Historic. A sea change. Momentous. Those are the words that come to mind when I reflect on the last several days at The Gathering on Mental Health & the Church, hosted this last week by Saddleback Church and leaders Rick and Kay Warren.
I made the trip to Saddleback with two other Shattering Stigma team members, and we were hoping to find like-minded activists and best practices, or even ANY other practices, as it has been difficult finding and connecting with other mental health ministry programs.
What we found was a truly inspiring gathering of 2200 people (with thousands more around the world watching online) determined to do better by individuals and families affected by mental health challenges, to change the conversation and shatter the stigma around mental illness, and to learn more about the latest in brain science, trauma-informed care, and the special role churches can play.
We found an impressive program filled with a “Who’s Who” of national leaders, all eager to encourage those of us in the Church to step up, get educated and advocate for better programs and policies, but also eager to tell us what a critical role we could play, one person at a time, in creating community and relationship in the lives of vulnerable individuals.
It is a strange paradox. On the one hand, many in the faith community either ignore or silence those experiencing a mental health crisis, or blame them for their illness and the sins they must have committed to earn it or the lack of faith from which it must result, instead of recognizing the very real biological causes of mental illness, either nature, nurture or trauma.
On the other hand, and sometimes at the same time, to the degree we do acknowledge the physical and medical underpinnings of mental illness, faith communities have too easily ceded our roles and responsibilities in the areas in which we can claim the most transformative powers—areas of hope, purpose, the inherent worth of each individual and their value in the community.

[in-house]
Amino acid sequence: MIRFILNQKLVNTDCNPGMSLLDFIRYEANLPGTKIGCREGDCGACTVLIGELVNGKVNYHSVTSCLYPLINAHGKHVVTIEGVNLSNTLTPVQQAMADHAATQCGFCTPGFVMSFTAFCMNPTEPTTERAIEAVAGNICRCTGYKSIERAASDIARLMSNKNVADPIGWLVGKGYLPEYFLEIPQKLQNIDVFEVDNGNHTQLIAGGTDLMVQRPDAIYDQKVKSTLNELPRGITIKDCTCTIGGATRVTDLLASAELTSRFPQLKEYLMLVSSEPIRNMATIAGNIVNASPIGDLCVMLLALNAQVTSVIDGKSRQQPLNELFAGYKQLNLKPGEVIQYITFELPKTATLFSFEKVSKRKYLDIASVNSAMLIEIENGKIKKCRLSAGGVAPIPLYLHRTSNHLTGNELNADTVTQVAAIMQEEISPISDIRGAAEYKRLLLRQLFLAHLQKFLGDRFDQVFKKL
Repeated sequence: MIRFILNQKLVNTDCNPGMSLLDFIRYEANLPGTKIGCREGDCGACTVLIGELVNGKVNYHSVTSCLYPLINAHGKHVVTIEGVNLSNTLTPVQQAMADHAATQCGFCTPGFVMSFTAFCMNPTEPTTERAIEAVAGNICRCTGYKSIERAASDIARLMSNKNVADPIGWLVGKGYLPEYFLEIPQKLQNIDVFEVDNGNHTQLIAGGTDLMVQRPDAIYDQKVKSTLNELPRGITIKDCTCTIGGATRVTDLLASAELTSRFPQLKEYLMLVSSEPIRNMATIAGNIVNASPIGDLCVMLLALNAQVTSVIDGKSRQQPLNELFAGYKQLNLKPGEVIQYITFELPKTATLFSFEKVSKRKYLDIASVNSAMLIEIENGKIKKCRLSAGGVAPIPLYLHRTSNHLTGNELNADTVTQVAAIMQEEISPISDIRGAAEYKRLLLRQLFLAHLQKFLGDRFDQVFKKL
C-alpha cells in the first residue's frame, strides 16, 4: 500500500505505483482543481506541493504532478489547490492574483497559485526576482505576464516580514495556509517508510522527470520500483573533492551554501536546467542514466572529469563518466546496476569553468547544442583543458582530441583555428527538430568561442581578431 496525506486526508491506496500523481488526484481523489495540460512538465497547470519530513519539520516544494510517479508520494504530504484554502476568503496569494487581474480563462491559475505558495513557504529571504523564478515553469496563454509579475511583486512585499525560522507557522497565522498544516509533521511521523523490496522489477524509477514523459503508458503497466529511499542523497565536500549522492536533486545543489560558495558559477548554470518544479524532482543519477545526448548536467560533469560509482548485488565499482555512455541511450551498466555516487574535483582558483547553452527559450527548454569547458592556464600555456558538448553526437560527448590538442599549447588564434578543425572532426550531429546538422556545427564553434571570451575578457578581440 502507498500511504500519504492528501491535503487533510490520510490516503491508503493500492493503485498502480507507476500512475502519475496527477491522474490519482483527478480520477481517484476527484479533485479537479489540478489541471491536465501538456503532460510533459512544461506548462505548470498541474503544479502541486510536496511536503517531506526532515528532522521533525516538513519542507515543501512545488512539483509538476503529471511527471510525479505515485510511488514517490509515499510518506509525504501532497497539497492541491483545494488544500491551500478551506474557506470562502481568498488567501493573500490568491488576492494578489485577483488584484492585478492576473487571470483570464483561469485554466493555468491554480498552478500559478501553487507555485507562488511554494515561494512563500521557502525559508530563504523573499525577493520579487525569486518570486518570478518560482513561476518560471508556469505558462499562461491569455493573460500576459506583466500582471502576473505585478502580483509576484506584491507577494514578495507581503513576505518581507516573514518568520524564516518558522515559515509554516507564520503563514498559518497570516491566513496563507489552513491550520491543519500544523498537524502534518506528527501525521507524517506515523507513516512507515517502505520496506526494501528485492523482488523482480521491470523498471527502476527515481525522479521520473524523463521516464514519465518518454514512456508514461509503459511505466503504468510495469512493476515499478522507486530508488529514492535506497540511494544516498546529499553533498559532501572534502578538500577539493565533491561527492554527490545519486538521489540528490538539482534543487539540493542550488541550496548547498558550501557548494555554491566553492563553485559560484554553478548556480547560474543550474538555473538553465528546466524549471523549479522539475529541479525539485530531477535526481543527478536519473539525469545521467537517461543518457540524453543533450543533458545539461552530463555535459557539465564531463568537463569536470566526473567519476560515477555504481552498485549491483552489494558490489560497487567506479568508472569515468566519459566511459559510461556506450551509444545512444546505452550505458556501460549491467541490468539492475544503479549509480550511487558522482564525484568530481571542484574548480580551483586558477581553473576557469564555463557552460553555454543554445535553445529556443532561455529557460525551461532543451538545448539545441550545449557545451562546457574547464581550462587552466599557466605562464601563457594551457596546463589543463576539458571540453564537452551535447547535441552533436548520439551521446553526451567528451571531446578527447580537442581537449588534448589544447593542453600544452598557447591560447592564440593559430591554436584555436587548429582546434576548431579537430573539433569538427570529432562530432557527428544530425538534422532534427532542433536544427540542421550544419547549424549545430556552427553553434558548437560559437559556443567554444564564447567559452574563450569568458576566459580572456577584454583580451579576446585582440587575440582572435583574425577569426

It is clear that those are roles the Church must play if we are to make a difference, if we are to be truly effective in standing alongside our brothers and sisters who live with mental health challenges.
Saddleback Pastor Rick Warren and his wife Kay lost their son to suicide after he struggled, and they struggled, for many years with his mental illness. They could have retreated inside their pain and kept their grief private. They could have used the tragedy to further the building of a Saddleback empire. Instead, they chose to use their pain to inform how they would help others. They would use their platform to magnify the effects of their loss to help ensure that other families get help. They chose to enter into others’ pain while still healing from their own, and as a consequence something extraordinarily special came to pass last week.
Pastors, youth leaders, ministry volunteers, nonprofit workers and mental health practitioners heard from these grieving parents, and they heard from the Director of NIH’s National Institute on Mental Health, the US Surgeon General, from Congressman Patrick Kennedy, from the Chief of the International Association of Chiefs of Police, and from the Catholic Diocese of Orange County, NAMI, and more.
There was a clear and palpable sense of history, of change, and of action. The director of the National Hispanic Christian Leadership Conference predicted this would and should be the next act for the Church’s social justice activism, akin to the Civil Rights movement.
It was exciting and humbling to be a part of it, and over the next several days I will be sharing with you specifics from the various speakers and workshops, ideas and takeaways that we’ll be incorporating into future Shattering Stigma events. Because this much was made clear to me—the dialogue opened by Shattering Stigma with Stories in a church can be a critically healing and empowering event that will help propel that church family forward in their journey towards effectively loving all in their midst.